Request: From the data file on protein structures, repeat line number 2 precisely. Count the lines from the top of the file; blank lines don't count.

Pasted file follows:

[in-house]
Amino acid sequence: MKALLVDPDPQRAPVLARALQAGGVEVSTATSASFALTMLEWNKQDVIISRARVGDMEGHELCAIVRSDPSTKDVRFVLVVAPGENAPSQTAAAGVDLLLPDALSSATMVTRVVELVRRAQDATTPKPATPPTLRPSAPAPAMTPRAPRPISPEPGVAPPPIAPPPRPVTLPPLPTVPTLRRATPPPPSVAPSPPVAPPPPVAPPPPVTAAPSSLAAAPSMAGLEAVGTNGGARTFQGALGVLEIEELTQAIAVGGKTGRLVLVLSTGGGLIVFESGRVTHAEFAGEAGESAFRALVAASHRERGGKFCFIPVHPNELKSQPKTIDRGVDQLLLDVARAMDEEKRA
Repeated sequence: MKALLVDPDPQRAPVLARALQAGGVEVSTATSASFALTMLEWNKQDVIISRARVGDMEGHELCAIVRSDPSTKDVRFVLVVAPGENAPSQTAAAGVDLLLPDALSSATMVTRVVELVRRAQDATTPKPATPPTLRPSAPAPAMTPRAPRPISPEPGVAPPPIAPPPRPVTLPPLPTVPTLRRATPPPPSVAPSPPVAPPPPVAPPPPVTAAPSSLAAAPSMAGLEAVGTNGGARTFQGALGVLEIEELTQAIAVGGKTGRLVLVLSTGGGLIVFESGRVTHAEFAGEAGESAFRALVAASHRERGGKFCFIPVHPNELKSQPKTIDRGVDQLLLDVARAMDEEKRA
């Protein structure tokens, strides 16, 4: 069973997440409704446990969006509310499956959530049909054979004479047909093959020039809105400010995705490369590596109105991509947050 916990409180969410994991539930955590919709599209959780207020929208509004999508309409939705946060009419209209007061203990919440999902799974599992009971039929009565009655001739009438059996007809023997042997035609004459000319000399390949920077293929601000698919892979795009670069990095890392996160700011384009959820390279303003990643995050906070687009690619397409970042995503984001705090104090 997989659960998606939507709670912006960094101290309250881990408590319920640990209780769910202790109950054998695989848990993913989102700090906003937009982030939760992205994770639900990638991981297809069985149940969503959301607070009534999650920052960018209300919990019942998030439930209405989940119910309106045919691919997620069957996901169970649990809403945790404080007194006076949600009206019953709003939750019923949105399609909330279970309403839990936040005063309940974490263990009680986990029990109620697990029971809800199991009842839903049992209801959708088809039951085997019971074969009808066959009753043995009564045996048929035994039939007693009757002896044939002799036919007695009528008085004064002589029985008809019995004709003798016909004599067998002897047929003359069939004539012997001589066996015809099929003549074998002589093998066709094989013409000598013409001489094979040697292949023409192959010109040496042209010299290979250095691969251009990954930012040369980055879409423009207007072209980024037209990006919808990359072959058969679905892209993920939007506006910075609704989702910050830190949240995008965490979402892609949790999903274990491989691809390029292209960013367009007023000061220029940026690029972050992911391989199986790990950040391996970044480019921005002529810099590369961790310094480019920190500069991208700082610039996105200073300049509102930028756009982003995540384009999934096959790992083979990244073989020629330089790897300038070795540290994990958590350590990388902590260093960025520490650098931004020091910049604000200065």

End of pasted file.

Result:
Amino acid sequence: MKALLVDPDPQRAPVLARALQAGGVEVSTATSASFALTMLEWNKQDVIISRARVGDMEGHELCAIVRSDPSTKDVRFVLVVAPGENAPSQTAAAGVDLLLPDALSSATMVTRVVELVRRAQDATTPKPATPPTLRPSAPAPAMTPRAPRPISPEPGVAPPPIAPPPRPVTLPPLPTVPTLRRATPPPPSVAPSPPVAPPPPVAPPPPVTAAPSSLAAAPSMAGLEAVGTNGGARTFQGALGVLEIEELTQAIAVGGKTGRLVLVLSTGGGLIVFESGRVTHAEFAGEAGESAFRALVAASHRERGGKFCFIPVHPNELKSQPKTIDRGVDQLLLDVARAMDEEKRA